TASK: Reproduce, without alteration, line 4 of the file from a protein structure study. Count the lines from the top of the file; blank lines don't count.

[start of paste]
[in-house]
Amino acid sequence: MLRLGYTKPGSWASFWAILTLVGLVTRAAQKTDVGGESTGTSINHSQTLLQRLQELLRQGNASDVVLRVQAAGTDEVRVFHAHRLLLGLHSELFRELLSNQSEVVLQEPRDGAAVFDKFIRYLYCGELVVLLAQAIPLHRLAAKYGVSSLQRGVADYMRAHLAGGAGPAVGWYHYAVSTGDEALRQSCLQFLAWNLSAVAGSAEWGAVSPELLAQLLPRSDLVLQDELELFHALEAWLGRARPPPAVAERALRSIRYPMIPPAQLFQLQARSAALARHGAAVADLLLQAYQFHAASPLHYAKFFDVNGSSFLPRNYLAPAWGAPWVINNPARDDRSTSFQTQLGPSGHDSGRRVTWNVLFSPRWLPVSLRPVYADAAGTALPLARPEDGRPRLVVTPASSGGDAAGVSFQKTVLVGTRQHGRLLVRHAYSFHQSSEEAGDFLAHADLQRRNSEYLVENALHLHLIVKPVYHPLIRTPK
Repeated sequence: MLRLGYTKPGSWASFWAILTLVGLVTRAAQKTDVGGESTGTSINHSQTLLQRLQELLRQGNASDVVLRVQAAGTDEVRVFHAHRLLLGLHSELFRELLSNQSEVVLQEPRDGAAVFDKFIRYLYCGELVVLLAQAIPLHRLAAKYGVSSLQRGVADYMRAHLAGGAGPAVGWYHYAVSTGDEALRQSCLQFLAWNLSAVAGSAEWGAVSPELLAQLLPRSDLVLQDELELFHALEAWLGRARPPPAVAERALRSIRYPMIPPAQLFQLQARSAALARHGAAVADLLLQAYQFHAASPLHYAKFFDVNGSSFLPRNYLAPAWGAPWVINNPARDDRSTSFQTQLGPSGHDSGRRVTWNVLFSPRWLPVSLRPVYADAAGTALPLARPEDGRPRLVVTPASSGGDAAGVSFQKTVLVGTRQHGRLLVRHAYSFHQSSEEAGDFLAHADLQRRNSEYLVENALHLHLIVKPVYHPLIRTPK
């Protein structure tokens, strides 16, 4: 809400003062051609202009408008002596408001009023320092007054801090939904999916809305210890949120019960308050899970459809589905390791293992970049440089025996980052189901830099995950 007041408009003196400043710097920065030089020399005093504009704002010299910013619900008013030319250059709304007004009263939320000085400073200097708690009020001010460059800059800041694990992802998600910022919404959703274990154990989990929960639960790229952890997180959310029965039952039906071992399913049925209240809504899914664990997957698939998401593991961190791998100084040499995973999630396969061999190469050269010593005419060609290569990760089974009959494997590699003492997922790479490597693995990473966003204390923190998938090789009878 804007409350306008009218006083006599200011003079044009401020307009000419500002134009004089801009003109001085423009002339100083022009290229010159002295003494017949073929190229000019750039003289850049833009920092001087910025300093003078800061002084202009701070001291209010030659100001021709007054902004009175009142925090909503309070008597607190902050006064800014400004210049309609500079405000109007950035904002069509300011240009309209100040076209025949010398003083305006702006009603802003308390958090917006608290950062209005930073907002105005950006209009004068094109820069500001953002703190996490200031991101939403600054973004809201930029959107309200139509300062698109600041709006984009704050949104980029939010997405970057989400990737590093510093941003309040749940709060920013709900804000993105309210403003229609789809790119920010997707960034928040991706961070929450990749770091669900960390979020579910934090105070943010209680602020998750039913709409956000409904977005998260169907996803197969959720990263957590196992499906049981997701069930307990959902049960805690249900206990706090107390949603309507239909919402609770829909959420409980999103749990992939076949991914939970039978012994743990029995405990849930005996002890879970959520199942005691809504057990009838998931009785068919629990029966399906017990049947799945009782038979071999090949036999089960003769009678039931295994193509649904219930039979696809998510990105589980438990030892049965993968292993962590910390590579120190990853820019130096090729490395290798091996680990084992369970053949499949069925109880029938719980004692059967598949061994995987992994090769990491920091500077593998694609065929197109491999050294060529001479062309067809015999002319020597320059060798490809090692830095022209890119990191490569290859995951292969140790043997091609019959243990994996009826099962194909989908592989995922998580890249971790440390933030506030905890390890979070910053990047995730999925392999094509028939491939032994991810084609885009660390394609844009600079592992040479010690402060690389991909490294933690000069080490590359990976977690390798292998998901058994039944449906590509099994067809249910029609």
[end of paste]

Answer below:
């Protein structure tokens, strides 16, 4: 809400003062051609202009408008002596408001009023320092007054801090939904999916809305210890949120019960308050899970459809589905390791293992970049440089025996980052189901830099995950 007041408009003196400043710097920065030089020399005093504009704002010299910013619900008013030319250059709304007004009263939320000085400073200097708690009020001010460059800059800041694990992802998600910022919404959703274990154990989990929960639960790229952890997180959310029965039952039906071992399913049925209240809504899914664990997957698939998401593991961190791998100084040499995973999630396969061999190469050269010593005419060609290569990760089974009959494997590699003492997922790479490597693995990473966003204390923190998938090789009878 804007409350306008009218006083006599200011003079044009401020307009000419500002134009004089801009003109001085423009002339100083022009290229010159002295003494017949073929190229000019750039003289850049833009920092001087910025300093003078800061002084202009701070001291209010030659100001021709007054902004009175009142925090909503309070008597607190902050006064800014400004210049309609500079405000109007950035904002069509300011240009309209100040076209025949010398003083305006702006009603802003308390958090917006608290950062209005930073907002105005950006209009004068094109820069500001953002703190996490200031991101939403600054973004809201930029959107309200139509300062698109600041709006984009704050949104980029939010997405970057989400990737590093510093941003309040749940709060920013709900804000993105309210403003229609789809790119920010997707960034928040991706961070929450990749770091669900960390979020579910934090105070943010209680602020998750039913709409956000409904977005998260169907996803197969959720990263957590196992499906049981997701069930307990959902049960805690249900206990706090107390949603309507239909919402609770829909959420409980999103749990992939076949991914939970039978012994743990029995405990849930005996002890879970959520199942005691809504057990009838998931009785068919629990029966399906017990049947799945009782038979071999090949036999089960003769009678039931295994193509649904219930039979696809998510990105589980438990030892049965993968292993962590910390590579120190990853820019130096090729490395290798091996680990084992369970053949499949069925109880029938719980004692059967598949061994995987992994090769990491920091500077593998694609065929197109491999050294060529001479062309067809015999002319020597320059060798490809090692830095022209890119990191490569290859995951292969140790043997091609019959243990994996009826099962194909989908592989995922998580890249971790440390933030506030905890390890979070910053990047995730999925392999094509028939491939032994991810084609885009660390394609844009600079592992040479010690402060690389991909490294933690000069080490590359990976977690390798292998998901058994039944449906590509099994067809249910029609």